Today, the division between the quantum and classical worlds appears not to be fundamental. It is just a question of experimental ingenuity, and few physicists now think that that classical physics will never really make a comeback on any scale. If anything, the general belief is that if a deeper theory ever supersedes quantum physics, it will show the world to be even more counterintuitive than anything we have seen so far, one in which space and time do not exist and only emerge out of quantum entanglements through the process of decoherence. It may even be that gravity is not a force in its own right but the residual noise emerging from the quantum fuzziness of the other forces in the universe. This idea of “induced gravity” goes back to the 1960s and the nuclear physicist and Soviet dissident Anderi Sakharov. It would suggest that efforts to “quantize” gravity is misguided.
This means that space and time, (very fundamental in Einsteinean and classical physics), do not exist in the normal sense. Einstein’s space-time explained gravity, and that objects have never resided in more than one place at the same time are really secondary. But, according to quantum physics, particles emerge from spaceless and timeless physics of entanglement through decoherence. Gravity may not even be a force in its own right, just the residual noise emerging from the quantum fuzziness of the other forces in the universe.
Scientists are already working on some of the practical applications of entanglement. One of these is quantum computers. On the one hand, quantum devices have the danger that electrons within it can simply vanish from one place and re-appear in another because their true location is quantumly indeterminate. Currents thus leak away, and signals are degraded.
But quantum computers of the future are capable of solving problems which stump today’s machines; for example, finding prime factors of numbers with hundreds of digits or trawling through large databases.
Another idea is quantum cryptography, which already exists. It rests on the phenomenon of entanglement. If two security-conscious interlocutors, known conventionally as Alice and Bob, measure the same type of polarization in two entangled particles, the value (1 or 0) they find is always the same. But if Alice measures one type of polarization and Bob another, quantum mechanics dictates that the results will only match part of the time.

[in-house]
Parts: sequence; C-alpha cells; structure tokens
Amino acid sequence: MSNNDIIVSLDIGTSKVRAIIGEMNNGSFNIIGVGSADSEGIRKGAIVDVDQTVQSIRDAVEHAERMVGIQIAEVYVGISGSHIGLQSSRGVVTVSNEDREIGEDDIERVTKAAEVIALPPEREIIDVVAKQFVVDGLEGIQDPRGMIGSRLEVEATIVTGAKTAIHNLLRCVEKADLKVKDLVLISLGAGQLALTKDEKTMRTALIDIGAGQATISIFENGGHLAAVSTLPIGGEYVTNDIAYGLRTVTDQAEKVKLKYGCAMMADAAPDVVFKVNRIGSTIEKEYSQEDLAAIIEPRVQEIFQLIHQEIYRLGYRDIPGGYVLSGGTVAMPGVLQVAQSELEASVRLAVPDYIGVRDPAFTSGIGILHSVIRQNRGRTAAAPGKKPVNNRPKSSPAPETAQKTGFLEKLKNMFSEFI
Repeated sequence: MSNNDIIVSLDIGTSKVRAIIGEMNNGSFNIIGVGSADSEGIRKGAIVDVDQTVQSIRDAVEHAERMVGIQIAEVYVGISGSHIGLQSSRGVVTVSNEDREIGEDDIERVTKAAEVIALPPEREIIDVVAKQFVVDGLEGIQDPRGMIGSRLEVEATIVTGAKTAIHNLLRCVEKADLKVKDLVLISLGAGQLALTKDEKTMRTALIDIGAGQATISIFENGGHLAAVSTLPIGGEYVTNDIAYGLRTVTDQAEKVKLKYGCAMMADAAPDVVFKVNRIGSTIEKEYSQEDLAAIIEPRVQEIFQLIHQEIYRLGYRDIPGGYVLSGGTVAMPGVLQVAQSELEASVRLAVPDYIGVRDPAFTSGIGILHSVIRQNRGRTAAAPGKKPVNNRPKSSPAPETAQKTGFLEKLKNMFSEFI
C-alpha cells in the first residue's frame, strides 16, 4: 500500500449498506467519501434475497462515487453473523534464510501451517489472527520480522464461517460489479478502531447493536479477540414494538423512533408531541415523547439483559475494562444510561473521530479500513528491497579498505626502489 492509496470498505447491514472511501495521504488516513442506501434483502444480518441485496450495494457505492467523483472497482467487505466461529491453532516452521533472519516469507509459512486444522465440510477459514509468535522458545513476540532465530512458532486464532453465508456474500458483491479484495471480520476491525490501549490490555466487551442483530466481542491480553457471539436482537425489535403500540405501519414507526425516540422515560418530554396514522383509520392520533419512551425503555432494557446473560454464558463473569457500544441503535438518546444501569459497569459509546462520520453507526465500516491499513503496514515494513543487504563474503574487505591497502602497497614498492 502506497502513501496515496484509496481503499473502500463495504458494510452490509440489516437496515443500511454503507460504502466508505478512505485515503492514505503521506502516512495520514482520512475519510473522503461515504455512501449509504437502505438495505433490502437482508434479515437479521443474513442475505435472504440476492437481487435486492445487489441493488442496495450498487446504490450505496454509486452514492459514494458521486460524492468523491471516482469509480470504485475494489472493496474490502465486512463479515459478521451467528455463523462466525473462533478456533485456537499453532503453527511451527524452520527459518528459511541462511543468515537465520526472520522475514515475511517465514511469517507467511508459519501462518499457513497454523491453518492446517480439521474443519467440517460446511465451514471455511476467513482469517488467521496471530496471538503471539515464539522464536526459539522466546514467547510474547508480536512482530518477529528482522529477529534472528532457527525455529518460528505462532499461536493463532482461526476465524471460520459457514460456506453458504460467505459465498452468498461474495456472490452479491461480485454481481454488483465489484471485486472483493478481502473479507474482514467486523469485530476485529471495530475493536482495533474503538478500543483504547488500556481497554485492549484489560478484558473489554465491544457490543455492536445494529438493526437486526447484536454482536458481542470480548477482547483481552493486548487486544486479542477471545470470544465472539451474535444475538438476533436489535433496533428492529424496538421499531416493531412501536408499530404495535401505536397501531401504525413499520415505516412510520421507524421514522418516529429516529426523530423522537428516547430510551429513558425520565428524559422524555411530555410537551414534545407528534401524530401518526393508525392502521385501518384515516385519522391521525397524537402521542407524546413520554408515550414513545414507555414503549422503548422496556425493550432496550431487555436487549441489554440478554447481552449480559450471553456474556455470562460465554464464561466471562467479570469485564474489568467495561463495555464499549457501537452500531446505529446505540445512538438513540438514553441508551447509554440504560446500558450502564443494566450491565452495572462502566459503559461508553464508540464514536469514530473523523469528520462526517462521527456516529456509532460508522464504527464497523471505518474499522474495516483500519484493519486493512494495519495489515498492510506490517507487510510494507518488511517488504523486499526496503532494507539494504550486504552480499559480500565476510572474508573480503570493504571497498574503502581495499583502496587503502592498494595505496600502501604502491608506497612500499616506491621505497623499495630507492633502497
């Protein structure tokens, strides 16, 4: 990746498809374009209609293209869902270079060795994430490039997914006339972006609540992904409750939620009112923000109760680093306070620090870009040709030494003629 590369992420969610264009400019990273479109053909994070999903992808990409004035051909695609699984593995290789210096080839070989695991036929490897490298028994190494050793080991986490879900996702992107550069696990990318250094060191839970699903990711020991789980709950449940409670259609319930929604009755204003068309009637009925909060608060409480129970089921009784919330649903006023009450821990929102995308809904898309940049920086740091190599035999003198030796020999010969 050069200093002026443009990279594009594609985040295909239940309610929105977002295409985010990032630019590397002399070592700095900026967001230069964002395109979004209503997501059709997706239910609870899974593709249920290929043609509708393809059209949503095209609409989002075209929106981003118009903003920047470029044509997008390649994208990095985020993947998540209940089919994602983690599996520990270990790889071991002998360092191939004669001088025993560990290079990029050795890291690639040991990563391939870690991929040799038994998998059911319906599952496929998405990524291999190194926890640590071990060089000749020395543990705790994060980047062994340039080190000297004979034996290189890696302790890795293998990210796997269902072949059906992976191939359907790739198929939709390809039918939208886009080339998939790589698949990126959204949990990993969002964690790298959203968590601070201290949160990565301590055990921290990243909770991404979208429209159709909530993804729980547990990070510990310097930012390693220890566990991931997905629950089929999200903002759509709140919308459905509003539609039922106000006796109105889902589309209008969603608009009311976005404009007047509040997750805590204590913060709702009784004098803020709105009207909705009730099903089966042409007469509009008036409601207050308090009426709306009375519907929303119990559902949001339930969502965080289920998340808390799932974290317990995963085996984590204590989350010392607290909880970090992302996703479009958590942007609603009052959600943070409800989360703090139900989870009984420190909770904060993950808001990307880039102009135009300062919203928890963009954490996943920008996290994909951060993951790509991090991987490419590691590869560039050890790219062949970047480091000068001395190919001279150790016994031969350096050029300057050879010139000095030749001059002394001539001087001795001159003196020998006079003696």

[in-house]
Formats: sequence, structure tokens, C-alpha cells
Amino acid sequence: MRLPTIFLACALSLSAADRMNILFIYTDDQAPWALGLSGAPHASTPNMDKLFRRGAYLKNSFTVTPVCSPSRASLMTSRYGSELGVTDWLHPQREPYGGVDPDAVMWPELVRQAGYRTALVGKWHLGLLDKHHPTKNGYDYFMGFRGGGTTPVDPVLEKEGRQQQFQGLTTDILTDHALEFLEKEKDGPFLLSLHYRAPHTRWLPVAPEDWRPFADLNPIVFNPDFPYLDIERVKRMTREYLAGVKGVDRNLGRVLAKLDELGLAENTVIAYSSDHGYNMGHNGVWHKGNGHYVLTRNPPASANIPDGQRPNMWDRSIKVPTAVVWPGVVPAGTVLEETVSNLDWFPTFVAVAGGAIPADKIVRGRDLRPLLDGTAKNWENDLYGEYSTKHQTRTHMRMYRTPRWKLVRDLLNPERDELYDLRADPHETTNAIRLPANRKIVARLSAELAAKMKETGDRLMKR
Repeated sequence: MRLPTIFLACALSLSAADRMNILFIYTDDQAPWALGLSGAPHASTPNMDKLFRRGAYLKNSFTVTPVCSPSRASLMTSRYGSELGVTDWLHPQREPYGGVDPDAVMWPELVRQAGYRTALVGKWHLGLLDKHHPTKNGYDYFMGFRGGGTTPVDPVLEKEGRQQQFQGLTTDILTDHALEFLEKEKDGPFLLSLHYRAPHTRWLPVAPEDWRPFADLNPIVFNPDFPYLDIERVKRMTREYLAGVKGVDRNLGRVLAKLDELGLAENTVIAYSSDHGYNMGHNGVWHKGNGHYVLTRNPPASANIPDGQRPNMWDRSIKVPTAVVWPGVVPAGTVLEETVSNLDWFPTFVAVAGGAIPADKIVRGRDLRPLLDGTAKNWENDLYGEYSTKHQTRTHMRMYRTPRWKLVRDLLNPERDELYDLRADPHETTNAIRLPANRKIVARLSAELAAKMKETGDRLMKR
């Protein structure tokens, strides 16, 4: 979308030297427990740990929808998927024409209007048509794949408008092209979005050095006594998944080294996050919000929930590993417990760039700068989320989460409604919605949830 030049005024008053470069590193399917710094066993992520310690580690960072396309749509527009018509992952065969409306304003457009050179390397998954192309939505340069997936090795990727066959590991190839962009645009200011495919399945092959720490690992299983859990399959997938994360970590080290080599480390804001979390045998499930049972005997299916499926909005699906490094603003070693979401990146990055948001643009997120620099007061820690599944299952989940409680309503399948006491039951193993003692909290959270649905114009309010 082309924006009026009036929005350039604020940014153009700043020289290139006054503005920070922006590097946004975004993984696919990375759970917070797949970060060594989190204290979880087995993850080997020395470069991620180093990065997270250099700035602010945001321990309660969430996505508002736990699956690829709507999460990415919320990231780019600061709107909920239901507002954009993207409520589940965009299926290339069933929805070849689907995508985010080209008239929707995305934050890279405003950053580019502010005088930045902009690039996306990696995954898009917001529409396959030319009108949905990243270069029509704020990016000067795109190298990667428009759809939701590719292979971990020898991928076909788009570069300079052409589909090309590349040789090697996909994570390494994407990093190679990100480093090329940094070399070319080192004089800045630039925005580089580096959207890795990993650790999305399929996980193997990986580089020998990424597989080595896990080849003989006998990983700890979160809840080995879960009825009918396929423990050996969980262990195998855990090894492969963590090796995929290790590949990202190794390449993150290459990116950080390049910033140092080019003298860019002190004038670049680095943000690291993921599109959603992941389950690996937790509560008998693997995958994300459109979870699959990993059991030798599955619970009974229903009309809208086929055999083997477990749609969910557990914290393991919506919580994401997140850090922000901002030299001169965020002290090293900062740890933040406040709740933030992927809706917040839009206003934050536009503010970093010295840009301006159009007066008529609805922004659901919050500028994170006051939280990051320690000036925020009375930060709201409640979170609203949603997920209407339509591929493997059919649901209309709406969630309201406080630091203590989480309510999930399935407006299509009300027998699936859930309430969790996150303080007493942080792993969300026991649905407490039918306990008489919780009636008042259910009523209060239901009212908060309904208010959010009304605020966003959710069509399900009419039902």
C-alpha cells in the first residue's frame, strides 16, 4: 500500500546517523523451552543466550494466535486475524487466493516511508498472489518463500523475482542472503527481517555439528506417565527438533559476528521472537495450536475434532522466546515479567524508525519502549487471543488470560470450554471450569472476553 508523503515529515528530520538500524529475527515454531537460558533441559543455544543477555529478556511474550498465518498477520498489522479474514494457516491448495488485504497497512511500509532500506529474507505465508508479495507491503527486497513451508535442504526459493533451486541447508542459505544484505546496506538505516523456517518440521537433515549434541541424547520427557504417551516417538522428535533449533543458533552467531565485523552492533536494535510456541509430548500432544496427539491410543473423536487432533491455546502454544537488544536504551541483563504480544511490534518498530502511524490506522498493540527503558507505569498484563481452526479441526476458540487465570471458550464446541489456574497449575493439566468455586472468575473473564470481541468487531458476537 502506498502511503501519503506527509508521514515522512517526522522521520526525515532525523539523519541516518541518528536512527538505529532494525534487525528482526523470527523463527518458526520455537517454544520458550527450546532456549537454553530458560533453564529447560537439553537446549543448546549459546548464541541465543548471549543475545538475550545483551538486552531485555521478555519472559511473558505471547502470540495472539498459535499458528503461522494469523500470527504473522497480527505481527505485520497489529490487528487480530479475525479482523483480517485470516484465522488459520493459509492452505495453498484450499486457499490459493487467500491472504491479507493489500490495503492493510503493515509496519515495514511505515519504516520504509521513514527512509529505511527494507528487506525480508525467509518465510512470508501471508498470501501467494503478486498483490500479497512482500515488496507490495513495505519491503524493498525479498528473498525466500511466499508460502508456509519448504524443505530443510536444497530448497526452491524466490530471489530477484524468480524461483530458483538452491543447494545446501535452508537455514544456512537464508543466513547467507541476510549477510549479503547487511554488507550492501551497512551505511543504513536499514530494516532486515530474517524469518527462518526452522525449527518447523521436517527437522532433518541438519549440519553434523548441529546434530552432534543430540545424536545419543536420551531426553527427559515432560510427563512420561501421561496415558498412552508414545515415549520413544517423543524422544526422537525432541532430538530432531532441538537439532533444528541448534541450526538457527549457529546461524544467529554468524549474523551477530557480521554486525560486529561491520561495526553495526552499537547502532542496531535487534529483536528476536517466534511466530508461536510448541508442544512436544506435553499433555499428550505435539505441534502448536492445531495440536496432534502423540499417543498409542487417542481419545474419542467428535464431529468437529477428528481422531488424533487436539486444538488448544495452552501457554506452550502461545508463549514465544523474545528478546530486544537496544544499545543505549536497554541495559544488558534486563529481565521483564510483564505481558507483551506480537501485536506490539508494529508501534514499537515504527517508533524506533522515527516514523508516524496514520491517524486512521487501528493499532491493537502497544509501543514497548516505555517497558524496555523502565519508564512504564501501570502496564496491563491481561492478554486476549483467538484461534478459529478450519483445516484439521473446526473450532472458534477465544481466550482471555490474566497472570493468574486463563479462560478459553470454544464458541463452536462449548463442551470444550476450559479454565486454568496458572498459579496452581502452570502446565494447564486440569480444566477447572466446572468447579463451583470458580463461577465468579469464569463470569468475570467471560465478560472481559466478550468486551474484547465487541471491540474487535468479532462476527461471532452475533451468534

This can be used to detect Eve, the eavesdropper. All Alice and Bob need do is for each to pick a type of polarization for successive photons at random and then compare which type they used. Since they are not comparing values, but only how they were measured, this can be done over an unsecured channel. They keep only those where they measured the same thing. If they then compare a subset of these and get a perfect match, they can use the remaining values to encrypt their future chats. Had Eve intercepted one of the entangled photons, she would have had to send another unentangled one. As a result, Alice’s and Bob’s readings would not tally. They would throw away the key and ask for another.
Ever since Artur Ekert harnessed this phenomenon to distribute cryptographic keys in 1991, the field has burgeoned. Dr. Ekert used pairs of light particles created by firing a laser at a material called a non-linear crystal.
In 2007 the Swiss authorities used a secure fibre-optic quantum network constructed along similar principles to Dr. Ekert’s to transmit voting data during a general election. The same year a team led by Anton Zeilinger, from the University of Vienna, successfully dispatched an entangled photon 144km through the air from the Canary island of Tenerife to another, La Palma. Though in 2010 two teams showed that some early versions of theoretically impregnable quantum-cryptographic systems were not foolproof and could be hacked by attacking the weakest links, this only spurred the makers of these systems to eliminate the loopholes.
Should they succeed, there would be another bizarre consequence of entanglement that would make such systems desirable. In theory, Alice and Bob can get a secure key even if the photons were sent by Eve herself, because Eve does not know which polarization they will measure. This means that you can buy a quantum encoder from an adversary and use it without fear of being snooped on. Such “device-independent” cryptography is currently all the rage and Dr. Ekert is exploring how to test if a given device, irrespective of provenance, generates secure keys.
Following the success of the Tenerife-La Palma linkup, Dr. Zeilinger, too, has grander ambitions. He is working together with the European Space Agency and the Chinese Academy of Sciences to take entanglement ballistic. The hope is to put the quantum bird in orbit by 2016 and to use it to beam secure keys down to seven ground stations sprinkled across Europe.
There are at least two rival attempts to do the same.
Alex Ling, Dr. Ekert’s colleague, is planning to test the space-worthiness of their design by subjecting it to various trials, including the vibrations of a simulated launch, and, they hope, lofting it high into the atmosphere on a weather balloon to ensure it can operate remotely on the edge of space. If all goes according to plan, the experiment will launch in 2013 on a small satellite designed by Dr. Ling’s collaborators at Singapore’s Nanyang Technological University.
Satellites, of course, even in low-earth orbit, are several hundred kilometers away. But this is less of a problem than might appear at first blush. When a beam of photon travels parallel to the earth’s surface, as in the Canaries, it must pass through the densest part of the atmosphere, increasing the likelihood of bumping into a molecule of air, which destroys the entanglement. But point a beam up to a satellite, (as in Dr. Jennewein’s project), or down from one (as in Dr. Zeilinger’s), and most of the distance is filled with a vacuum. (Dr. Ling’s device will test entanglement in orbit, without exchanging entangled photons with ground stations.)
Besides offering the world’s paranoid a way to foil eavesdroppers, the quantum-equipped satellites will serve a more rarefied purpose. Comparing one of a pair of entangled photons moving through space at around 25,000kph with another on the ground will let physicists probe what happens when quantum entanglement meets the theory of relativity, which kicks in at such speeds, upending ordinary notions of space and time.